The Duke and Duchess of Cambridge are known to be hands-on parents to their brood and are keen to stamp out any naughty behaviour. According to a source, the couple have shunned the “naughty step” technique employed by parents the world over, instead opting for a “chat sofa” at their home in Kensington Palace.
The parent who witnesses any unruly conduct or poor manners will take time out to sit with the child to discuss their actions on the sofa, as opposed to having them take time-out in a corner.
Shouting is strictly off-limits in the Cambridge residence and therefore Kate or William will talk to their child in a low-tone voice.
A source told The Sun: “The naughty child is taken away from the scene of the row or disruption and talked to calmly by either Kate or William.
“Things are explained and consequences outlined and they never shout at them.
“Shouting is absolutely ‘off limits’ for the children and any hint of shouting at each other is dealt with by removal.”
Kate and William, both 38, are raising their young family in the sprawling Apartment 1A at Kensington Palace but frequently escape to their Norfolk country mansion at the weekends and during school holidays.
George, seven, and Charlotte, five attend Thomas’s Battersea in south London, a four-mile journey which Kate has been known to do during the morning and afternoon rush hours.
The duke and duchess lead busy lives outside the home, with diaries full of royal engagements as well as overseas trips.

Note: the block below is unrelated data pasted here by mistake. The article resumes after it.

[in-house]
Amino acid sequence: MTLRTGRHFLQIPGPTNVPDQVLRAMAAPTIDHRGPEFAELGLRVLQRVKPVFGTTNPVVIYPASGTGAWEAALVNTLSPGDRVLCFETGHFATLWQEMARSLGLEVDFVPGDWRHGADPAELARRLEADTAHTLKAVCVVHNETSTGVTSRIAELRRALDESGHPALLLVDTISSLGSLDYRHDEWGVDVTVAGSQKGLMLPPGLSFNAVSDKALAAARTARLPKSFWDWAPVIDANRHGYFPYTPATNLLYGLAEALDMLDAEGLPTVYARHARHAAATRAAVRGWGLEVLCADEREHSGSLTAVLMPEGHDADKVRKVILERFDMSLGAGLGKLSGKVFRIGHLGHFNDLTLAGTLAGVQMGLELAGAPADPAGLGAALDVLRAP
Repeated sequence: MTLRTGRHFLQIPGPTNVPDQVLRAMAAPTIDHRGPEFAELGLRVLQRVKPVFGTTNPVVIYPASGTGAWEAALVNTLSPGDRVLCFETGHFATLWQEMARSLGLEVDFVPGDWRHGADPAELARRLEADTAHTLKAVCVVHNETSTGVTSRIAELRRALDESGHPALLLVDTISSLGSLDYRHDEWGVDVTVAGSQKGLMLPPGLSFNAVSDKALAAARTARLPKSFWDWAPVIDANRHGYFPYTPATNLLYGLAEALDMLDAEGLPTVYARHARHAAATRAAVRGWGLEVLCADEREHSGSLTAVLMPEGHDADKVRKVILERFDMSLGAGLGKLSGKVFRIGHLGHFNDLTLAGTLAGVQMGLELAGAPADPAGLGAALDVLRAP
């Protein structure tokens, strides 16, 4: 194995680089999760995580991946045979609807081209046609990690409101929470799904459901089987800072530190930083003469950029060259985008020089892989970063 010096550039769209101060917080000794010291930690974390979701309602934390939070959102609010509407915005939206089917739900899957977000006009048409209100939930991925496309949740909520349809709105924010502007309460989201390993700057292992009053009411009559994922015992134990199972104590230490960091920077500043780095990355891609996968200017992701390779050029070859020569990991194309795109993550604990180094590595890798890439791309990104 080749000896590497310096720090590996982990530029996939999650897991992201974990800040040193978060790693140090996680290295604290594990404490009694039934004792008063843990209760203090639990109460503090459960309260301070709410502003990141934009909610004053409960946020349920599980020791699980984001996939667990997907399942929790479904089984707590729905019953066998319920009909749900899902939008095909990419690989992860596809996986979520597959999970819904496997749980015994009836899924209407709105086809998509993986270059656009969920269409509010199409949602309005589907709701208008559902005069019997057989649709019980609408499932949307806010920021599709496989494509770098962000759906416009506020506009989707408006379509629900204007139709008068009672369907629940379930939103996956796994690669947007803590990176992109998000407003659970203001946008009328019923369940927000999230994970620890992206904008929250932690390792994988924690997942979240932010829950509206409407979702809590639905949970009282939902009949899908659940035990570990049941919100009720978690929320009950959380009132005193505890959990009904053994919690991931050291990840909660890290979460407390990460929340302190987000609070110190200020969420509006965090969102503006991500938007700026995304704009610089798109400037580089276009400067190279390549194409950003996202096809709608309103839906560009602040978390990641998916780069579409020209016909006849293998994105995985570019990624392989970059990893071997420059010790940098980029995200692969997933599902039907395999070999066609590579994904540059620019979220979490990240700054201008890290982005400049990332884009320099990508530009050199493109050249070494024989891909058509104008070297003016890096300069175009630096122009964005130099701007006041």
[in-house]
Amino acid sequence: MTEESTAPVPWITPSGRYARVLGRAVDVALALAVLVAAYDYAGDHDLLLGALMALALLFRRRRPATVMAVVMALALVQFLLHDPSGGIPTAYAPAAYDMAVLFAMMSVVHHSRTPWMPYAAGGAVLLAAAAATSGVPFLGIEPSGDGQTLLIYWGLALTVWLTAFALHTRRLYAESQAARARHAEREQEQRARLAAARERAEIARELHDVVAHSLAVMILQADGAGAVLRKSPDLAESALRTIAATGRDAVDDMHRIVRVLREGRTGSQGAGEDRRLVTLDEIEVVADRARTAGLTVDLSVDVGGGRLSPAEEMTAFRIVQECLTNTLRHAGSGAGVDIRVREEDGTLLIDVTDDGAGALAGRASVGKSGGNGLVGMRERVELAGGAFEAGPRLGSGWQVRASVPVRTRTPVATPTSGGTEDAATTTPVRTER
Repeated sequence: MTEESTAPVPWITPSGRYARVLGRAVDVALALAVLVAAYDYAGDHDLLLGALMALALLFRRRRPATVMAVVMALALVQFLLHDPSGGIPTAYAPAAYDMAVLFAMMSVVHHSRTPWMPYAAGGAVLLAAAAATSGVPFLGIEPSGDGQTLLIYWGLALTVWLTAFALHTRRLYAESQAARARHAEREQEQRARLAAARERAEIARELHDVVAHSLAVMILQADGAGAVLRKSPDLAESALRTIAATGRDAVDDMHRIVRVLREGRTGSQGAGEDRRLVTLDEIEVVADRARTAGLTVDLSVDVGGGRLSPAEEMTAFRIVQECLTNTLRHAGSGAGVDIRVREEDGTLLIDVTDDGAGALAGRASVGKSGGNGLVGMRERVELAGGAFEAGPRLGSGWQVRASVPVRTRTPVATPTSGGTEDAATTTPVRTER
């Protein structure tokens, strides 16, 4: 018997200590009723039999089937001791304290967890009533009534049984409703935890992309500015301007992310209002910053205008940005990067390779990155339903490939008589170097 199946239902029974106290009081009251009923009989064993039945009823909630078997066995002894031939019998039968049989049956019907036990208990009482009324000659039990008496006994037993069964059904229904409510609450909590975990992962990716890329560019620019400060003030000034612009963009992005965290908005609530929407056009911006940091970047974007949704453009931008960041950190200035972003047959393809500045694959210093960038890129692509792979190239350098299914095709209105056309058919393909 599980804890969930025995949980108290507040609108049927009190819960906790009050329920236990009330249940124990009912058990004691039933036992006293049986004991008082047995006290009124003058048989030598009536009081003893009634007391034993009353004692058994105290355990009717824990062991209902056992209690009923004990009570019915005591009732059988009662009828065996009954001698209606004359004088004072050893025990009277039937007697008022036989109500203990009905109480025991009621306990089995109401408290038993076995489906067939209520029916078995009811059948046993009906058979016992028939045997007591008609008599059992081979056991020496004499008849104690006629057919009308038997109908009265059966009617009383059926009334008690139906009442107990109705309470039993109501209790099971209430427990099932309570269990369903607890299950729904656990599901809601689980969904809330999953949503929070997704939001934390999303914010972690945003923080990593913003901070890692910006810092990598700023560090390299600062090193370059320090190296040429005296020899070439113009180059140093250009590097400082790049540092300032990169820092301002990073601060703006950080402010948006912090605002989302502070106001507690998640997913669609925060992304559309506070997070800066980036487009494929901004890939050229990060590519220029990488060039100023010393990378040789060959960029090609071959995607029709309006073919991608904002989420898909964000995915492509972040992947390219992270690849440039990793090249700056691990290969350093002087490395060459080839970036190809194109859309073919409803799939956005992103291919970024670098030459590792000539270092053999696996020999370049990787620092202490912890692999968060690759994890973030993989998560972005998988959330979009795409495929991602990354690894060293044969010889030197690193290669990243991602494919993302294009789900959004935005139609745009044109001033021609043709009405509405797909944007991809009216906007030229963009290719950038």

READ MORE: Kate Middleton uses ‘hands-off’ parenting trick she uses with children
She said she feels guilty about missing out on time with her sons and daughter “all the time”.
And speaking about having to skip the school-run, she added: “Even this morning, coming to the nursery visit here – George and Charlotte were like ‘Mummy how could you possibly not be dropping us off as school this morning?’
“It’s a constant challenge – you hear it time after time from mums, even mums who aren’t necessarily working and aren’t pulled in the directions of having to juggle work life and family life.”
William has also been outspoken about the challenges he has encountered since becoming a father.
Earlier this week, the duke said he feared some new fathers “just don’t know what to do” and “don’t know where to go” to access help or support.
William and his wife took part in a video call with four fathers who have benefitted from help offered by the charity Future Men.
The London-based group offers courses to dads on how to adjust to being parents and role models.
During the call, William said: “How does Future Men find some of these other guys out there who have not got the realisation, or the wherewithal if you like, to go looking for services like Future Men and be able to build on a happy future as a father?
“Because I worry an awful lot, a lot of dads out there who just don’t know what to do, and they don’t know where to go. And they may not have such good – either grounding, foundations or support around them to be able to know what to do.”